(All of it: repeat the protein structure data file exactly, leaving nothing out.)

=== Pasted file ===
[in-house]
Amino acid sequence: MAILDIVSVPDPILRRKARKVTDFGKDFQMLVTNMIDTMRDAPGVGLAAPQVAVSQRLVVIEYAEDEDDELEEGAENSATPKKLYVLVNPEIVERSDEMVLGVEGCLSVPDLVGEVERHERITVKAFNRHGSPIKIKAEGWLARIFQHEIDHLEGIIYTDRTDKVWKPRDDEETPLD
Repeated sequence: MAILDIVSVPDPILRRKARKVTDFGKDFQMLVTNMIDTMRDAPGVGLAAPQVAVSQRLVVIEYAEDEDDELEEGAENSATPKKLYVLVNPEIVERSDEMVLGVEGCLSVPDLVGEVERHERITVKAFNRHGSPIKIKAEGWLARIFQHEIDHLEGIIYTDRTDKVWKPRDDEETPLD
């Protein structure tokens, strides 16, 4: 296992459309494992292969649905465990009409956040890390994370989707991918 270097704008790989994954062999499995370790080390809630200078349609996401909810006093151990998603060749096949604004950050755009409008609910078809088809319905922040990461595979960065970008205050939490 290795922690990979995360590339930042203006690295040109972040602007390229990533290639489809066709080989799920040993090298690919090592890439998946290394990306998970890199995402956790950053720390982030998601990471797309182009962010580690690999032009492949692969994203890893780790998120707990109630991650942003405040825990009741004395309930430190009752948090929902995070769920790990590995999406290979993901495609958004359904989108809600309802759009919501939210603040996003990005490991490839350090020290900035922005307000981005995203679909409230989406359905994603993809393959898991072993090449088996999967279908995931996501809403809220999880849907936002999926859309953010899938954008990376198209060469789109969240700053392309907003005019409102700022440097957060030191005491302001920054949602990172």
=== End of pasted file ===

[in-house]
Amino acid sequence: MAILDIVSVPDPILRRKARKVTDFGKDFQMLVTNMIDTMRDAPGVGLAAPQVAVSQRLVVIEYAEDEDDELEEGAENSATPKKLYVLVNPEIVERSDEMVLGVEGCLSVPDLVGEVERHERITVKAFNRHGSPIKIKAEGWLARIFQHEIDHLEGIIYTDRTDKVWKPRDDEETPLD
Repeated sequence: MAILDIVSVPDPILRRKARKVTDFGKDFQMLVTNMIDTMRDAPGVGLAAPQVAVSQRLVVIEYAEDEDDELEEGAENSATPKKLYVLVNPEIVERSDEMVLGVEGCLSVPDLVGEVERHERITVKAFNRHGSPIKIKAEGWLARIFQHEIDHLEGIIYTDRTDKVWKPRDDEETPLD
């Protein structure tokens, strides 16, 4: 296992459309494992292969649905465990009409956040890390994370989707991918 270097704008790989994954062999499995370790080390809630200078349609996401909810006093151990998603060749096949604004950050755009409008609910078809088809319905922040990461595979960065970008205050939490 290795922690990979995360590339930042203006690295040109972040602007390229990533290639489809066709080989799920040993090298690919090592890439998946290394990306998970890199995402956790950053720390982030998601990471797309182009962010580690690999032009492949692969994203890893780790998120707990109630991650942003405040825990009741004395309930430190009752948090929902995070769920790990590995999406290979993901495609958004359904989108809600309802759009919501939210603040996003990005490991490839350090020290900035922005307000981005995203679909409230989406359905994603993809393959898991072993090449088996999967279908995931996501809403809220999880849907936002999926859309953010899938954008990376198209060469789109969240700053392309907003005019409102700022440097957060030191005491302001920054949602990172």